So as I was saying we decided to head for the coast while making progress towards Guatemala, and to that end left Oaxaca on the 20/1/2011 heading just south of east along the Mx 190. But before we really got started Jill wanted to visit Teotitlán del Valle, the village that we went to watch carpets being woven, to buy a bag. Bag in hand and at half the price that we were quoted while on the tourist bus, we headed down the 190 which was another 10 out of 10 road, with good black stuff, lots of sweeping bends and magnificent views of the mountains, without much traffic. As we drew nearer the coast the land flattened out and at Santo Domingo Tehuantepec we were greeted by a rather austere Seňora. We stopped at Juchitan De Zaragoza to buy some oil for Nancy, as it was time for a service being 5000 miles since leaving San Francisco and talked to the local Basic Honda dealer, who thought any bike over 125cc was massive. Taking the road to Union Hidalgo we passed the local rubbish dump which didn't seem to have any way of containing the rubbish and it was being blown everywhere. Along side the road was the general dump for earth and building waste and further on was the rubbish that people couldn't be bothered to take to the dump. One of the things that is difficult to understand about Mexico is the rubbish. It is nearly everywhere. On the beach, dumped by the side of the road just outside towns, thrown over into valleys through the mountains etc., but in total contrast the centre of towns and cities are swept and the pavements are washed down, making them very clean places and a pleasure to walk around. If this is not seen as a problem now, which it doesn’t seem to be, it soon will be, and I have no idea how they are going to educate people into being responsible for their waste, as education isn't very high on the agenda here. Passing a very large wind farm at La Venta we re-joined the Mx 200 and just as the road was getting interesting and the sun was getting lower we stopped at the Hotel Palma Real in Nitepec, and a very nice place it was too. Setting off early the next morning and wishing for cereal and cold milk for breakfast we stopped at a place that served cereal and cold milk, a very unusual thing in the middle of nowhere and we indulged ourselves grandly. Having eaten our fill we set off and entered the state of Chiapas before turning off the Mx 200 at Tonala towards Puento Arista and our Cabȃna at José's, a block from the roaring Ocean, and beautiful sun rises along the 32 Km beach.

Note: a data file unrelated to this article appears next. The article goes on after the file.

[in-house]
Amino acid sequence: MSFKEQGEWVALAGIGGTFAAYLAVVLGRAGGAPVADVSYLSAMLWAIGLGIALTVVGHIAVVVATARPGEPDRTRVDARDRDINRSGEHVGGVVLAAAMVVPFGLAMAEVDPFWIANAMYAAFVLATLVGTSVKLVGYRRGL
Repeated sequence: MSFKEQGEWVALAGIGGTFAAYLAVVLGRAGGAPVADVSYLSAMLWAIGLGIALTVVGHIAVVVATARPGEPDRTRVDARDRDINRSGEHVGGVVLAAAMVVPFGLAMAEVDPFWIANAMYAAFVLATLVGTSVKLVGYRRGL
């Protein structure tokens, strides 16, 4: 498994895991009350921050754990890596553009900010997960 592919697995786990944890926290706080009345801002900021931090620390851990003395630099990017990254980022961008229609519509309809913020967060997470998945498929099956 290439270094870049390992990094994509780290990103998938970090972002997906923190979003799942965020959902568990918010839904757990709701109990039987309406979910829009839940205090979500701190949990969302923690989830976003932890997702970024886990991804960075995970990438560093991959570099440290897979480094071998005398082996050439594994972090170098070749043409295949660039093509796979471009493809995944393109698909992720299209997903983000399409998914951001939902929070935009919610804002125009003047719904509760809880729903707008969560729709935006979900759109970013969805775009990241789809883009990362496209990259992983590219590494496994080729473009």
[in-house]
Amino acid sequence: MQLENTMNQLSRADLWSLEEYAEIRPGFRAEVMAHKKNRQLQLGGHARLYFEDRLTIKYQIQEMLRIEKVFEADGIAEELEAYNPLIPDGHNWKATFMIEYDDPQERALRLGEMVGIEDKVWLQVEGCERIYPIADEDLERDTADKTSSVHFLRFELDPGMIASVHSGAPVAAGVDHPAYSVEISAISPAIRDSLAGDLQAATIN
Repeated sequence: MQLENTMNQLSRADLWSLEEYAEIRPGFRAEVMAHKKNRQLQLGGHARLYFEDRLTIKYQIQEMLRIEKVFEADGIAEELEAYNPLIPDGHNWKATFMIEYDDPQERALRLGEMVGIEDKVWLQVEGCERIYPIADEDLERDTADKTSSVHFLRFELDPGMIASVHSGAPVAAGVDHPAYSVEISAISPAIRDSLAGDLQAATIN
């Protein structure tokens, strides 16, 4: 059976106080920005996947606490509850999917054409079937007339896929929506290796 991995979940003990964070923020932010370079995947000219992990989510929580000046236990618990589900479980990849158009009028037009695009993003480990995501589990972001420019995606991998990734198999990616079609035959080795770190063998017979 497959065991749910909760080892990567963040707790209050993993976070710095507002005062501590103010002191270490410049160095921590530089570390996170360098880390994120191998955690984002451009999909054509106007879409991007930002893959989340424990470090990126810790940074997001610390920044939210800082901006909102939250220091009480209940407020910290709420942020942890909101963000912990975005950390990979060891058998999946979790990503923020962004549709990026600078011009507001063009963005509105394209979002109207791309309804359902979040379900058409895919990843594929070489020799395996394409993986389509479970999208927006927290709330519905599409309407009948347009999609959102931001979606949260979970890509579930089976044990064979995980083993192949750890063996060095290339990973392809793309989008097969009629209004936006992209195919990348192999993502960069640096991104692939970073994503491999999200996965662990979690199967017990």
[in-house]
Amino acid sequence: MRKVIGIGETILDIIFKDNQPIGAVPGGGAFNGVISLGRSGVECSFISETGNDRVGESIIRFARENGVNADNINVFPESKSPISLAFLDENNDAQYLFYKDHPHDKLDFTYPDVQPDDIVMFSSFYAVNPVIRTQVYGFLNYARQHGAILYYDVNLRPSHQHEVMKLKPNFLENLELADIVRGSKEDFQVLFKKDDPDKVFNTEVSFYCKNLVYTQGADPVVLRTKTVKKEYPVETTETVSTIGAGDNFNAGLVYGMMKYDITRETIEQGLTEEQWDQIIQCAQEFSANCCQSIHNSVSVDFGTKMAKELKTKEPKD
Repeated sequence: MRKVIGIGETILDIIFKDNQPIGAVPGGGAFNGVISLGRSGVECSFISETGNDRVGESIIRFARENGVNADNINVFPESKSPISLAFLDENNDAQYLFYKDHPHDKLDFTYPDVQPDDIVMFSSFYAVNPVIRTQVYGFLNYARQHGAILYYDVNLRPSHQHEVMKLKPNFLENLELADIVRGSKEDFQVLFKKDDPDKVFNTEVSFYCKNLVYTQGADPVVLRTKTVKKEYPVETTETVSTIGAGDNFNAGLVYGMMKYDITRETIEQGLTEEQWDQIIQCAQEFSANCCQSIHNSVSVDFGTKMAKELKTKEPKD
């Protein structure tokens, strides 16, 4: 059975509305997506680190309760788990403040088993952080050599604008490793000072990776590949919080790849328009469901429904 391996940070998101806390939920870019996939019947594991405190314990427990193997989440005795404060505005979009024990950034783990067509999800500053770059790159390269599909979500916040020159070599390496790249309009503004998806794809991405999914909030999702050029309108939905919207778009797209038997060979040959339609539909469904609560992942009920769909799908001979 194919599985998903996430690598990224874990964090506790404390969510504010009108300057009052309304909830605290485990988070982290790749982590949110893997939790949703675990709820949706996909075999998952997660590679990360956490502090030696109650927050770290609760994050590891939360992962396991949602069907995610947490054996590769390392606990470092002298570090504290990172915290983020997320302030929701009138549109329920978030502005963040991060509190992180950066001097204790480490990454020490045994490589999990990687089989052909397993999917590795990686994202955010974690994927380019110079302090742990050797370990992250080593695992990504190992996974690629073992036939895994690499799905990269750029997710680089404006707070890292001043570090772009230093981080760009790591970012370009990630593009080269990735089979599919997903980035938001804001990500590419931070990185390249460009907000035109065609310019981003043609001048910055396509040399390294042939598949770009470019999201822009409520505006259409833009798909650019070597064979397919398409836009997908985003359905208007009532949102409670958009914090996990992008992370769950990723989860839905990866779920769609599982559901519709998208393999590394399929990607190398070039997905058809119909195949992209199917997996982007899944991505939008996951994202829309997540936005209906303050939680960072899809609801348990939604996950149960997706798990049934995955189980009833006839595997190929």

Wednesday, January 19, 2011

Oaxaca Trips